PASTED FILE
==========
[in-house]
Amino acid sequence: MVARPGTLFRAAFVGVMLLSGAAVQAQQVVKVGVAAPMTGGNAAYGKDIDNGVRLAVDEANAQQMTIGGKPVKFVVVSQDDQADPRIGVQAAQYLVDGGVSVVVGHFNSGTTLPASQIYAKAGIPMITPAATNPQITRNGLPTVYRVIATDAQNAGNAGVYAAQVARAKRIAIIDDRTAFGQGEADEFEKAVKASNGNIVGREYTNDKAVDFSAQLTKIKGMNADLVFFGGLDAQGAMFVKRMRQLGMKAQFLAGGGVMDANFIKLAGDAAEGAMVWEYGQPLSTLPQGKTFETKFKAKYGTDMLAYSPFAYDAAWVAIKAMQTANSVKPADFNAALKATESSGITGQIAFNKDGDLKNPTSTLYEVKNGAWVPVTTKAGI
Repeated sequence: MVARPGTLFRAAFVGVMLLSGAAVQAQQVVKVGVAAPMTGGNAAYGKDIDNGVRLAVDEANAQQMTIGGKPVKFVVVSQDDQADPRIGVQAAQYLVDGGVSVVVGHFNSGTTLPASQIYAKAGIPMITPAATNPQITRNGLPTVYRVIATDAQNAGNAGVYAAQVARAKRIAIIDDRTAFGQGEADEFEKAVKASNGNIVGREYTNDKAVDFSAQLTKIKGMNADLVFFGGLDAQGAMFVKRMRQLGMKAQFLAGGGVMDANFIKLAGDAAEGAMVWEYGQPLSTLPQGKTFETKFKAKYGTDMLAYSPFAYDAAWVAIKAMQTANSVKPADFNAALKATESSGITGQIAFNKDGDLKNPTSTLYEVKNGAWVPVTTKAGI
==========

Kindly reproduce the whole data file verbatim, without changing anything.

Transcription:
[in-house]
Amino acid sequence: MVARPGTLFRAAFVGVMLLSGAAVQAQQVVKVGVAAPMTGGNAAYGKDIDNGVRLAVDEANAQQMTIGGKPVKFVVVSQDDQADPRIGVQAAQYLVDGGVSVVVGHFNSGTTLPASQIYAKAGIPMITPAATNPQITRNGLPTVYRVIATDAQNAGNAGVYAAQVARAKRIAIIDDRTAFGQGEADEFEKAVKASNGNIVGREYTNDKAVDFSAQLTKIKGMNADLVFFGGLDAQGAMFVKRMRQLGMKAQFLAGGGVMDANFIKLAGDAAEGAMVWEYGQPLSTLPQGKTFETKFKAKYGTDMLAYSPFAYDAAWVAIKAMQTANSVKPADFNAALKATESSGITGQIAFNKDGDLKNPTSTLYEVKNGAWVPVTTKAGI
Repeated sequence: MVARPGTLFRAAFVGVMLLSGAAVQAQQVVKVGVAAPMTGGNAAYGKDIDNGVRLAVDEANAQQMTIGGKPVKFVVVSQDDQADPRIGVQAAQYLVDGGVSVVVGHFNSGTTLPASQIYAKAGIPMITPAATNPQITRNGLPTVYRVIATDAQNAGNAGVYAAQVARAKRIAIIDDRTAFGQGEADEFEKAVKASNGNIVGREYTNDKAVDFSAQLTKIKGMNADLVFFGGLDAQGAMFVKRMRQLGMKAQFLAGGGVMDANFIKLAGDAAEGAMVWEYGQPLSTLPQGKTFETKFKAKYGTDMLAYSPFAYDAAWVAIKAMQTANSVKPADFNAALKATESSGITGQIAFNKDGDLKNPTSTLYEVKNGAWVPVTTKAGI